JEFFERSON CITY — Opponents turned out Wednesday against Gov. Jay Nixon's plan to help balance the budget by dipping into special state funds dedicated to such things as airport improvements and spinal cord injury research.
Nixon wants to transfer a total of $27 million out of 23 special accounts to help plug a hole in the proposed 2011 budget. But a bill authorizing the transfers drew opposition during a Senate committee hearing from some Republican lawmakers and from various groups that benefit from the funds.
Many of the special accounts are financed by professional licensing fees or dedicated revenue sources. Opponents said taking money out of the accounts for use in Missouri's general budget was unfair to those who paid into the funds.
"To me this is kind of a hidden tax — robbing Peter to pay Paul," said Bruce Wylie, executive director of the Missouri Society of Professional Engineers. "This just isn't the answer for the desperate times that we're in."
The fund for the Missouri Board for Architects, Professional Engineers, Professional Land Surveyors and Landscape Architects would lose more than $1.6 million under the governor's plan.
The Senate Appropriations Committee, which is scheduled to vote on the bill Thursday, is looking at a variety of ways beyond spending cuts to help balance the budget.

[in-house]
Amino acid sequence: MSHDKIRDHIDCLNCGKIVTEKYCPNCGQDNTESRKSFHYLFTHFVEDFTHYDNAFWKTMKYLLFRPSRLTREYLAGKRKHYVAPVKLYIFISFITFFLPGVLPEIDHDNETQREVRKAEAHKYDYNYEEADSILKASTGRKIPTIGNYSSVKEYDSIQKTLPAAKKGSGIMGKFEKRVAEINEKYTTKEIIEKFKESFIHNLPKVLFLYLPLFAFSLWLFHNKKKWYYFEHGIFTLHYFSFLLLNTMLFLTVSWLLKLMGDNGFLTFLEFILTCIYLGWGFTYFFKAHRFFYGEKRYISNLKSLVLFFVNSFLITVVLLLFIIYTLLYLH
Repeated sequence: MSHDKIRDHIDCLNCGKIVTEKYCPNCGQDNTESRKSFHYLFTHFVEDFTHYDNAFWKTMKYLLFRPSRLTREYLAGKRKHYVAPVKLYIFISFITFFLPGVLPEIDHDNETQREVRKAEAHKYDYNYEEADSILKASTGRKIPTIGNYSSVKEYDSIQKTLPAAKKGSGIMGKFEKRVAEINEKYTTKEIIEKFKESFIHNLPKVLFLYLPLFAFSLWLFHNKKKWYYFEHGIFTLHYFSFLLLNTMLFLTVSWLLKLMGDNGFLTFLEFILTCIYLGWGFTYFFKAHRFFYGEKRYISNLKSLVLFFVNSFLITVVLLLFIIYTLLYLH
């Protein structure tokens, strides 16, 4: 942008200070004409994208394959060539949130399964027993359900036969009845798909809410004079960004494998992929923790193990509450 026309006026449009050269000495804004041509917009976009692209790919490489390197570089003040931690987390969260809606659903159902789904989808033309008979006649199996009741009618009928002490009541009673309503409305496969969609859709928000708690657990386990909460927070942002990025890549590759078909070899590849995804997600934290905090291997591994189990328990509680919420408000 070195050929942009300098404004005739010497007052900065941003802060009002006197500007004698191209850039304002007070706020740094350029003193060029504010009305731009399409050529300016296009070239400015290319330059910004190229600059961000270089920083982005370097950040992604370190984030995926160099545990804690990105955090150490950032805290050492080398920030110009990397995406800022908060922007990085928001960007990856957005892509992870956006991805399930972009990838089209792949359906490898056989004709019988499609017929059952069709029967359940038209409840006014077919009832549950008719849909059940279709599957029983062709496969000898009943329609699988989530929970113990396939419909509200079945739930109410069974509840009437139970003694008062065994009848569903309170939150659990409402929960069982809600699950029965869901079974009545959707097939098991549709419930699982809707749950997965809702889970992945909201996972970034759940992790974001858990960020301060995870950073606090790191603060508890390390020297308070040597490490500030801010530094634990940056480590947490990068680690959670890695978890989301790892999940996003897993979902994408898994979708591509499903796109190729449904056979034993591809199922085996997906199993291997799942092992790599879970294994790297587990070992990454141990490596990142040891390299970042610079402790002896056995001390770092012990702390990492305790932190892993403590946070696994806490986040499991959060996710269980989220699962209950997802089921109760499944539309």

Nixon already has vetoed or cut more than $700 million from this year's $23.7 billion budget for state operations and capital improvements. But more cuts are likely both this year and next, because tax revenues are falling at twice the rate as had been projected.
State budget officials reviewed Missouri's more than 500 accounting funds in search of any excess money that could be swept into the general revenue pool.
Nixon's proposal — embodied in legislation by Sen. Tim Green, D-St. Louis — targets only those funds that consistently have surpluses and could function without some of their money, said budget director Linda Luebbering.
"The only reason we're looking at this piece of legislation is because of the severity of the situation we're facing," Luebbering told lawmakers.
The plan would take $2.7 million of the $9.7 million currently in the state's aviation trust fund. The account already has $7 million committed to projects, and an additional $8.1 million in projects that have been given the go-ahead for engineering studies pending the availability of money, said Brian Weiler, director of multi-modal operations for the Missouri Department of Transportation.
Among the projects jeopardized by a money transfer would be improvements at Lambert-St. Louis International Airport for a proposed Chinese cargo hub and a new taxiway at Rosecrans Memorial Airport in St. Joseph, which is used by the military.
The legislation would take $4 million from a fund for spinal cord injury research at the University of Missouri, which is financed by a $2 court fee on all criminal, traffic or infraction cases. The legislation is necessary because the spinal cord fund — like many of the others being targeted — currently is protected under state law from having its money taken for other purposes.
If lawmakers decide to take money out of dedicated funds, they could go even further than proposed by Nixon. An analysis conducted by the Senate Appropriations Committee staff at Green's request identified up to $143 million that could be transferred from dedicated funds while still leaving a balance sufficient to cover twice the average amount of money spent from those funds during the past five years.